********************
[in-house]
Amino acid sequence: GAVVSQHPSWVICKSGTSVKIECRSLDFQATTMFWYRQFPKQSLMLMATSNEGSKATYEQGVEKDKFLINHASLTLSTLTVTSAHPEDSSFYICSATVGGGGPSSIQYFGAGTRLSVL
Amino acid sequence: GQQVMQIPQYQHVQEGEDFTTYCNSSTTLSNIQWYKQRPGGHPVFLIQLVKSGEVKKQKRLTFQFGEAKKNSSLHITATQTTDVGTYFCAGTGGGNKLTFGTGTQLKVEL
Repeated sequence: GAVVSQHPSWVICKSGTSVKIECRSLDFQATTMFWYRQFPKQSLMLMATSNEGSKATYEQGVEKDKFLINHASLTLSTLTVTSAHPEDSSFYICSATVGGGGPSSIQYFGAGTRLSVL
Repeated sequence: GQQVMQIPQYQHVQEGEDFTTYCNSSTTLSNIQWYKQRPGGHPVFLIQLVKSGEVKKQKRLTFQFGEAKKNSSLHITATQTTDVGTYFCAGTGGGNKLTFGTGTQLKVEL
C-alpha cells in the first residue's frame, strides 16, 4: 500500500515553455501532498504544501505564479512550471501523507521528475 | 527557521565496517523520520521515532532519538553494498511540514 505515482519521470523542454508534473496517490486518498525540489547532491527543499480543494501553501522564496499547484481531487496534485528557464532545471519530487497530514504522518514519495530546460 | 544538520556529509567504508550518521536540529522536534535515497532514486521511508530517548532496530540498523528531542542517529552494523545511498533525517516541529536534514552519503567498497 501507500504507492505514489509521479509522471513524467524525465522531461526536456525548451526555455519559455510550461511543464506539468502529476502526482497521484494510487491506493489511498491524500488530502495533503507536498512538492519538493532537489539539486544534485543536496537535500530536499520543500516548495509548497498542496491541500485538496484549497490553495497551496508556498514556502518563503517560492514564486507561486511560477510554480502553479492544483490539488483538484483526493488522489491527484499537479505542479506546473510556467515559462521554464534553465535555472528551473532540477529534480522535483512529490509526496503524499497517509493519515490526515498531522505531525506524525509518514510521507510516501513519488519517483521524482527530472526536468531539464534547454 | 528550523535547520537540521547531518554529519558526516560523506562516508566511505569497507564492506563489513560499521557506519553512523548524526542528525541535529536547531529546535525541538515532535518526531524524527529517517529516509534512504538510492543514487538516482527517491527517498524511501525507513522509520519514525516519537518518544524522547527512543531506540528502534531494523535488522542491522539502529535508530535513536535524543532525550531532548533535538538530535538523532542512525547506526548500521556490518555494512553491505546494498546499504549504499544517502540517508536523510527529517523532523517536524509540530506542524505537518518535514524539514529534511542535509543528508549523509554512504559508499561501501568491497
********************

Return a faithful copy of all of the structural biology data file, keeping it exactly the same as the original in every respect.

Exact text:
[in-house]
Amino acid sequence: GAVVSQHPSWVICKSGTSVKIECRSLDFQATTMFWYRQFPKQSLMLMATSNEGSKATYEQGVEKDKFLINHASLTLSTLTVTSAHPEDSSFYICSATVGGGGPSSIQYFGAGTRLSVL
Amino acid sequence: GQQVMQIPQYQHVQEGEDFTTYCNSSTTLSNIQWYKQRPGGHPVFLIQLVKSGEVKKQKRLTFQFGEAKKNSSLHITATQTTDVGTYFCAGTGGGNKLTFGTGTQLKVEL
Repeated sequence: GAVVSQHPSWVICKSGTSVKIECRSLDFQATTMFWYRQFPKQSLMLMATSNEGSKATYEQGVEKDKFLINHASLTLSTLTVTSAHPEDSSFYICSATVGGGGPSSIQYFGAGTRLSVL
Repeated sequence: GQQVMQIPQYQHVQEGEDFTTYCNSSTTLSNIQWYKQRPGGHPVFLIQLVKSGEVKKQKRLTFQFGEAKKNSSLHITATQTTDVGTYFCAGTGGGNKLTFGTGTQLKVEL
C-alpha cells in the first residue's frame, strides 16, 4: 500500500515553455501532498504544501505564479512550471501523507521528475 | 527557521565496517523520520521515532532519538553494498511540514 505515482519521470523542454508534473496517490486518498525540489547532491527543499480543494501553501522564496499547484481531487496534485528557464532545471519530487497530514504522518514519495530546460 | 544538520556529509567504508550518521536540529522536534535515497532514486521511508530517548532496530540498523528531542542517529552494523545511498533525517516541529536534514552519503567498497 501507500504507492505514489509521479509522471513524467524525465522531461526536456525548451526555455519559455510550461511543464506539468502529476502526482497521484494510487491506493489511498491524500488530502495533503507536498512538492519538493532537489539539486544534485543536496537535500530536499520543500516548495509548497498542496491541500485538496484549497490553495497551496508556498514556502518563503517560492514564486507561486511560477510554480502553479492544483490539488483538484483526493488522489491527484499537479505542479506546473510556467515559462521554464534553465535555472528551473532540477529534480522535483512529490509526496503524499497517509493519515490526515498531522505531525506524525509518514510521507510516501513519488519517483521524482527530472526536468531539464534547454 | 528550523535547520537540521547531518554529519558526516560523506562516508566511505569497507564492506563489513560499521557506519553512523548524526542528525541535529536547531529546535525541538515532535518526531524524527529517517529516509534512504538510492543514487538516482527517491527517498524511501525507513522509520519514525516519537518518544524522547527512543531506540528502534531494523535488522542491522539502529535508530535513536535524543532525550531532548533535538538530535538523532542512525547506526548500521556490518555494512553491505546494498546499504549504499544517502540517508536523510527529517523532523517536524509540530506542524505537518518535514524539514529534511542535509543528508549523509554512504559508499561501501568491497